The messages are up-lifting. You can also hear their smile in their words. And that’s the point. They’ve changed how they view grief, from something dark to something that can have lightness, hope, and honor.
Denise’s story was how I opened this article, but it’s worth retelling. When she lost her son Austin, her world fell apart.
As she ventured along the memorial diamond path, she began to share her journey with friends and family, and later with her jeweler. She learned that she had a huge community of support, and a beautiful new way to honor her son.
Here is a text we received from her:
When this person lost her husband, Ed, she was unsure of how to honor his memory. Nothing felt quite right. Until she started down the memorial diamond journey. When she had Ed’s cremation diamond placed in ring, it all felt so right.
Here is the text she sent to our team:
For many people, a cremation diamond is the ultimate act of service for the person they so loved. And every step on that journey gets them one step closer to fulfilling that eternal memorial option.
For this person, the cremation diamond journey was truly a remarkable one. Here is the email she sent our team:
That text is small, so here is what it says:
“Just got to watch the videos and can’t help but be a little emotional watching that. I really cannot thank you guys enough. It is the coolest, most unique experience to get to watch something like this all happen for someone who meant the absolute world to me. I’m probably annoying with how much I say it, but I really thank you guys from the bottom of my heart. This is something I’ve been dying to do and you guys are making it so real for me!”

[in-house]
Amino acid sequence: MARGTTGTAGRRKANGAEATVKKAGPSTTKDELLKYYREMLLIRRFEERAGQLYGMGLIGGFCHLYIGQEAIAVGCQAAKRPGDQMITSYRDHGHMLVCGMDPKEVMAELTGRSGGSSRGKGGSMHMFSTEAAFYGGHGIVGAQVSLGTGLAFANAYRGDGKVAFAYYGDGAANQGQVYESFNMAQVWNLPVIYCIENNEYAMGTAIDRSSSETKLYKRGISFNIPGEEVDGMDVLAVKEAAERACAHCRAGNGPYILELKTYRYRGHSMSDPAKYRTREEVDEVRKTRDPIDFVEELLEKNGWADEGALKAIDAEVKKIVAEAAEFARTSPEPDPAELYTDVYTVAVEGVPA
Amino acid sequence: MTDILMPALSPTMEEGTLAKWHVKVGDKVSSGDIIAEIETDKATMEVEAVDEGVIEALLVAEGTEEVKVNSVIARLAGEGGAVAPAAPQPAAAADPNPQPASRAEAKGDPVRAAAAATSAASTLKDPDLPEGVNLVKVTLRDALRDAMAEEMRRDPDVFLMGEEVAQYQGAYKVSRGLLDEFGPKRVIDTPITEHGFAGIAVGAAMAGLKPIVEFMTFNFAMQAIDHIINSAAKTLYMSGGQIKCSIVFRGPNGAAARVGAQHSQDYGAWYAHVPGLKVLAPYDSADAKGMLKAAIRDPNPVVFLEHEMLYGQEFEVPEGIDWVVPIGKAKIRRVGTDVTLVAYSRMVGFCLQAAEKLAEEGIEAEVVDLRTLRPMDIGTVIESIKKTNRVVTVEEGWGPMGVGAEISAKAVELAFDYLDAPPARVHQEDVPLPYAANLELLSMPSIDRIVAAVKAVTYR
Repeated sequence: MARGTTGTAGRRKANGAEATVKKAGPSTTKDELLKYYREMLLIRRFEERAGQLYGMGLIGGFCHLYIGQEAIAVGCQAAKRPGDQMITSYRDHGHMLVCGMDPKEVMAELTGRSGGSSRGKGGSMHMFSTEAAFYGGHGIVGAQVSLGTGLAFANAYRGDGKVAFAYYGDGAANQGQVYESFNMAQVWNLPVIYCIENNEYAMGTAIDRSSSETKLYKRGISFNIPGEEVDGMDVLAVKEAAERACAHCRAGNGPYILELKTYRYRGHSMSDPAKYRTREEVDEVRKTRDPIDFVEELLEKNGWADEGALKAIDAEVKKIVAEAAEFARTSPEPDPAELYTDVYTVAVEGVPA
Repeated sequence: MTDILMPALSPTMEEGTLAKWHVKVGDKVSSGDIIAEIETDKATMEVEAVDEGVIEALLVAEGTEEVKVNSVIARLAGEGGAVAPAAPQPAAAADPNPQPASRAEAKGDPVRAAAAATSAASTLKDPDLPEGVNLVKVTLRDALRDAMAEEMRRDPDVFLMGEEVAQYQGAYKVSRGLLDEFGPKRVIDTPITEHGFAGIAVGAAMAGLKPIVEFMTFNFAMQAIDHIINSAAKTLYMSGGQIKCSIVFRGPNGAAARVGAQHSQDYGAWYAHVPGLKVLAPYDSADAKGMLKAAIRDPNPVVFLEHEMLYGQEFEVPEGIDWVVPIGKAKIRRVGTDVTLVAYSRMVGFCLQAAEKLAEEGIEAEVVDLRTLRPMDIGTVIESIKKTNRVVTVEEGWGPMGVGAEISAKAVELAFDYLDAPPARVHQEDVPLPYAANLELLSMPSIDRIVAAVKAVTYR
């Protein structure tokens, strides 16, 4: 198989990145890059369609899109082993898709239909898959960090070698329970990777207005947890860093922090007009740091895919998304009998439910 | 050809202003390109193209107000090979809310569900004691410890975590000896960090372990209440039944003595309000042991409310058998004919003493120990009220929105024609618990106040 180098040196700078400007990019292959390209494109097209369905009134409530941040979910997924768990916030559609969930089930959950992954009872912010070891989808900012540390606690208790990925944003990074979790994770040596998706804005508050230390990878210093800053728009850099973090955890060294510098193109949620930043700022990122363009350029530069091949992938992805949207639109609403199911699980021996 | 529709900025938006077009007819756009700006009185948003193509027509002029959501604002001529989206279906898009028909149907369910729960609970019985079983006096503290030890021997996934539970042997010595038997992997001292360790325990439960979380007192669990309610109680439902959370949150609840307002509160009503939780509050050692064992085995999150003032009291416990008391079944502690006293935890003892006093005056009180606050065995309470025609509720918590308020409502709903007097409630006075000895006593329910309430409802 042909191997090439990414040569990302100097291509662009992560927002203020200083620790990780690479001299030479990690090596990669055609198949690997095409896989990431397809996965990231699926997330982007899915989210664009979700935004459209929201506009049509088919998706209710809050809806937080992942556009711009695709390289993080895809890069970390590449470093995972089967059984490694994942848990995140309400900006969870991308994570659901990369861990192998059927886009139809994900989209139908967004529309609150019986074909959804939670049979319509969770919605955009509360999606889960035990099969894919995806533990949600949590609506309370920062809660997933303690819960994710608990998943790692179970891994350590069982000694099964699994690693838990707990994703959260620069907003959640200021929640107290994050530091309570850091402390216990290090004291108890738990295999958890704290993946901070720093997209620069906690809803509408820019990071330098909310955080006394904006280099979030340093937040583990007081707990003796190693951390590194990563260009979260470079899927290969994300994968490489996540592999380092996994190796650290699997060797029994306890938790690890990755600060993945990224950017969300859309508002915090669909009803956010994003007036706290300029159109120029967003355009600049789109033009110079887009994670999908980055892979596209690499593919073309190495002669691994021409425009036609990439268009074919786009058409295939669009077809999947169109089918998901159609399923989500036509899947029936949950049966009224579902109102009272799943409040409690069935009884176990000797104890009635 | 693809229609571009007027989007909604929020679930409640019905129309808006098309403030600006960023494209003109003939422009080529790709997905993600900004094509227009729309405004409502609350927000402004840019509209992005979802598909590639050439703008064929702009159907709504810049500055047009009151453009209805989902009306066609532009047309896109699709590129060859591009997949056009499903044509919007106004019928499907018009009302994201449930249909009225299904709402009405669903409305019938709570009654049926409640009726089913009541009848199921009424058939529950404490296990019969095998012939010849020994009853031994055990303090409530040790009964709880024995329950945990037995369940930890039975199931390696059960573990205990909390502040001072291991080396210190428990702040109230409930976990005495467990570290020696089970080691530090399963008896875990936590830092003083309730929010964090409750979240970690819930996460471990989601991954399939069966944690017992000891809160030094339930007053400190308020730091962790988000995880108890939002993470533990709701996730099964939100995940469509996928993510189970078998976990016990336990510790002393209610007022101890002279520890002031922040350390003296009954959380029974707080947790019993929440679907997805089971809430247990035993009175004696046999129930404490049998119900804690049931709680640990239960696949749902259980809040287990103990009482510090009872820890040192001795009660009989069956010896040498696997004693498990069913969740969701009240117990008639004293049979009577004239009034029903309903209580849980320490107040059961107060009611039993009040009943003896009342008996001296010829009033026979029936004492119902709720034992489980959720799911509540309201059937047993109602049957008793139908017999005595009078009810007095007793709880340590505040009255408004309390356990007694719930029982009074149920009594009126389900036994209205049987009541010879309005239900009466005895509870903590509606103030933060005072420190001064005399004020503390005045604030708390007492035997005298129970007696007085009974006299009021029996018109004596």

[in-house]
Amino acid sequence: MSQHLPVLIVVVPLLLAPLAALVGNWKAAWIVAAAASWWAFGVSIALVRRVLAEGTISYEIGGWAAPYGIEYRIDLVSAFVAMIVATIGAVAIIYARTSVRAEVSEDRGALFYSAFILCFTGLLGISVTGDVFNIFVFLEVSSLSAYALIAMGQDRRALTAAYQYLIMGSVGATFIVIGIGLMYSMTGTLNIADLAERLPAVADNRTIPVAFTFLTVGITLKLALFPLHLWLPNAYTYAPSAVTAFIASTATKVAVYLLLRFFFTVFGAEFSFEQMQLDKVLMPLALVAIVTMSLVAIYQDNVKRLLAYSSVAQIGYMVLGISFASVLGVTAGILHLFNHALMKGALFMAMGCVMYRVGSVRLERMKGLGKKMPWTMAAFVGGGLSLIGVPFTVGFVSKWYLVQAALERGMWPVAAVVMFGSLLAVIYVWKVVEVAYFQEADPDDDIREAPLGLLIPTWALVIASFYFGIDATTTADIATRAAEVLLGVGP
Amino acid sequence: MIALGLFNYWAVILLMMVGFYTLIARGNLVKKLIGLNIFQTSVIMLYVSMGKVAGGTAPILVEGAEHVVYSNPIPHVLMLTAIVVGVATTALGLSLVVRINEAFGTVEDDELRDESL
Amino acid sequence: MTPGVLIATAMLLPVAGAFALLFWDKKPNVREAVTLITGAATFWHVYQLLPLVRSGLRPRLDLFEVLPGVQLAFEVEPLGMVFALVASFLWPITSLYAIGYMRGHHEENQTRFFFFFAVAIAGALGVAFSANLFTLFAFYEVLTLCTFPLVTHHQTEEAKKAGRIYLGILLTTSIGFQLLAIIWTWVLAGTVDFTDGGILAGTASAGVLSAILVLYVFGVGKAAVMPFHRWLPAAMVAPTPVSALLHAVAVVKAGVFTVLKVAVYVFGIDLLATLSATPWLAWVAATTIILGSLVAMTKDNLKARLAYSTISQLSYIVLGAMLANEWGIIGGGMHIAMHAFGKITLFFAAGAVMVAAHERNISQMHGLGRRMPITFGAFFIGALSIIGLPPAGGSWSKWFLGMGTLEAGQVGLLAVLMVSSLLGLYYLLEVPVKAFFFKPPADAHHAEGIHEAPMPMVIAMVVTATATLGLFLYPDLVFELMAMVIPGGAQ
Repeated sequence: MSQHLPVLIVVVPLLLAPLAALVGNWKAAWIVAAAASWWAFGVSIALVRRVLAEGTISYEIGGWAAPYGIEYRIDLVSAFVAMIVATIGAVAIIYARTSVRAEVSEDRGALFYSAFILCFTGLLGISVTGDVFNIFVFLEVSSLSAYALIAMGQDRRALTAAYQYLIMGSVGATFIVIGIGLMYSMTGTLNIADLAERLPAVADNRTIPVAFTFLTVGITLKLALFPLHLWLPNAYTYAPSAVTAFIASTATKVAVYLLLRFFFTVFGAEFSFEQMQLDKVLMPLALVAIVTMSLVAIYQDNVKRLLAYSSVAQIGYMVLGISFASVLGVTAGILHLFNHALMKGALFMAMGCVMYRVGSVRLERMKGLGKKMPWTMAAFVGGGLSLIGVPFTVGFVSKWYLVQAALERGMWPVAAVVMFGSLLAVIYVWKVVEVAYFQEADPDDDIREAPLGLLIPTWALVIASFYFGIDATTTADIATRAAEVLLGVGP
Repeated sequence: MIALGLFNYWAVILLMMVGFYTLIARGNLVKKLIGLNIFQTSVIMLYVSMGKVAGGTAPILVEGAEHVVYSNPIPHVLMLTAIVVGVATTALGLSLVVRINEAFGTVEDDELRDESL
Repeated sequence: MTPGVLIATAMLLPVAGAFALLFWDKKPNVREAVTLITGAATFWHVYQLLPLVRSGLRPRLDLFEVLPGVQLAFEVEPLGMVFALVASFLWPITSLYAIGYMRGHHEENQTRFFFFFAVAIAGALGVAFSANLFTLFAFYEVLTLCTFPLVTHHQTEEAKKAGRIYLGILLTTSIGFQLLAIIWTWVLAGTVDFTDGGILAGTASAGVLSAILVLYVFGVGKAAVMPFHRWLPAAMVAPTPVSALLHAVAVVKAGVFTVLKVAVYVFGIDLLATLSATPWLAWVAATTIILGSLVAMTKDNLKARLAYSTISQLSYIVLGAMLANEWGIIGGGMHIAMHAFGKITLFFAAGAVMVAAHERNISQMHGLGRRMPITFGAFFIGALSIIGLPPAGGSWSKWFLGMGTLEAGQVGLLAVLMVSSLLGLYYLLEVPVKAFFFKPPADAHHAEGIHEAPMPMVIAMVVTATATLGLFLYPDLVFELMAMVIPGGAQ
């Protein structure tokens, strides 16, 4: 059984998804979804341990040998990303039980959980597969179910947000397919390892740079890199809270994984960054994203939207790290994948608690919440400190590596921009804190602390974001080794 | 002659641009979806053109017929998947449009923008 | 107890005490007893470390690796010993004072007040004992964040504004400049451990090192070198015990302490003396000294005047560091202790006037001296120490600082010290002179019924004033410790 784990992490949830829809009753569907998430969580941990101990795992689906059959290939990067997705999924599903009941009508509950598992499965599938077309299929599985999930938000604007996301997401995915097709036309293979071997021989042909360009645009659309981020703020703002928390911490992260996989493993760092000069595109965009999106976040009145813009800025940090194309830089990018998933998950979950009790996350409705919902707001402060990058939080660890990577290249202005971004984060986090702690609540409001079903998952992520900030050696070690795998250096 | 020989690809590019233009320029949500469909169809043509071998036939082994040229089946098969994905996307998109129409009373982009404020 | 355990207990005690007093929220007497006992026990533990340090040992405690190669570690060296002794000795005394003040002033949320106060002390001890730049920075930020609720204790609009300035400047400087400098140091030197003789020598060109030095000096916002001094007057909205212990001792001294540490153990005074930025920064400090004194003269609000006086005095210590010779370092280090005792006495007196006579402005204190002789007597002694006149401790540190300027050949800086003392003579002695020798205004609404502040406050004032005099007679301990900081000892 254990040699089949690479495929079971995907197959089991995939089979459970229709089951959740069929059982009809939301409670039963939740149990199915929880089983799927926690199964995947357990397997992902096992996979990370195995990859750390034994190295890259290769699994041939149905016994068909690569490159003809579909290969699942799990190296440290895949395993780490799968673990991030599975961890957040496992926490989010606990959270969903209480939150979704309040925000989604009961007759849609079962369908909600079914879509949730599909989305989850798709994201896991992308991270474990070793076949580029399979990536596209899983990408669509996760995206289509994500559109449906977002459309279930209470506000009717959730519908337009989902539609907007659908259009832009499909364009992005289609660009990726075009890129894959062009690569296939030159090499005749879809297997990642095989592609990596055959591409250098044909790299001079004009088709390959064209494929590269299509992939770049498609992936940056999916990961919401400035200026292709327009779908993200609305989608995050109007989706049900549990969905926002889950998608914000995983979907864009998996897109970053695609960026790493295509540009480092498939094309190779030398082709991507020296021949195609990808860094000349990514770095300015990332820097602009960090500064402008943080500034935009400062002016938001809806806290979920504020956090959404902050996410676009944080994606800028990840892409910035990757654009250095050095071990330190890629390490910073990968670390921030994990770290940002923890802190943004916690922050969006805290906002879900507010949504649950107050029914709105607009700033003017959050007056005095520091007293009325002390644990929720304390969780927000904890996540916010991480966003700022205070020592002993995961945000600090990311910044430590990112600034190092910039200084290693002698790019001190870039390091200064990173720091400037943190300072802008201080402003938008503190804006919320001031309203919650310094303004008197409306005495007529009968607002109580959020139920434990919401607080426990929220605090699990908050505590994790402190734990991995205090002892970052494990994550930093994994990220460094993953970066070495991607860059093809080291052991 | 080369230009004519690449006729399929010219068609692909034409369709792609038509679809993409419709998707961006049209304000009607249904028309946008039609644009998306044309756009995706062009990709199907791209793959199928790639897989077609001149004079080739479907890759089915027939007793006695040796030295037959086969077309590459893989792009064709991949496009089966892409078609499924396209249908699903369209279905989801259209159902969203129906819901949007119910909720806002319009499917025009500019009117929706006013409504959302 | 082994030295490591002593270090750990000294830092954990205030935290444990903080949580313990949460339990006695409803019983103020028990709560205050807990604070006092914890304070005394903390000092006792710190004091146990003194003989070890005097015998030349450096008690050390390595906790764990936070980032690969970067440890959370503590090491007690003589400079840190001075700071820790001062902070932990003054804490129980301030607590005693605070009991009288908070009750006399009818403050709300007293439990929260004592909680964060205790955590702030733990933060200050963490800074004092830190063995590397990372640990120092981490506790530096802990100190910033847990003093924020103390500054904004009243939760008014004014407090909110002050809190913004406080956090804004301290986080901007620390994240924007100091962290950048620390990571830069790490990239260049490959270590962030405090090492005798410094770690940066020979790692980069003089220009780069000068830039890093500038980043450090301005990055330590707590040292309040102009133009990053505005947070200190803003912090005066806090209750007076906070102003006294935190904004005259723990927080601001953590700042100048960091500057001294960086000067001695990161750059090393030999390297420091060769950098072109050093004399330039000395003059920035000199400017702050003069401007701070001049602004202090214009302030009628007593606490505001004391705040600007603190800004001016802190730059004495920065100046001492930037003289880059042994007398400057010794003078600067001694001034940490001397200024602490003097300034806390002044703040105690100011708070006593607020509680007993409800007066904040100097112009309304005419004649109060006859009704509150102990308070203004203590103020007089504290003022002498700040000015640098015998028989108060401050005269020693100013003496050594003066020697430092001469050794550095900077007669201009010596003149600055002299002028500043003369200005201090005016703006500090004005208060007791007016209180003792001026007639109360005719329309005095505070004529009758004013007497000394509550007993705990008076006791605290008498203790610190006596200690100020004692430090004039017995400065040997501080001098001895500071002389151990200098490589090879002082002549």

From how much do these diamonds cost and specific carat sizes, to “Are these diamonds swiss?” and everything in between, there are a lot of questions about exactly how memorial diamonds, or cremation diamonds, are made.
And there should be. This isn’t you just see online and then pay for. So, here are the answers to some of your most frequently asked cremation diamond questions.
Yes, cremation diamonds are real diamonds with a strong focus on high-quality as rated by IGI, one of the two most renowned diamond grading organizations in the world. The other organization in the Gemological Institute of America, which is more experienced in grading natural diamonds.
Memorial diamonds are lab-grown diamonds, but are grown very different from typical lab-grown diamonds. Most lab-grown diamonds are made in batches within a CVD machine. Cremation diamonds, also known as memorial diamonds, are made individually and in isolation of one another in an HPHT (high pressure high temperature) machine.
Either way, yes, cremation diamonds are real diamonds that are even certified by one of the top two leading diamond certification organizations: the International Gemological Institute, or IGI.
No, cremation diamonds are not a scam.
However, because they are different companies that provide the cremation diamond service, these companies each use a different amount of cremation ashes within the diamond.
Be sure to ask the company you are deciding to work with how much they use, and if you can see videos with your loved one’s name throughout the process.
The trust-worthy ones will be able to make that happen absolutely no problem!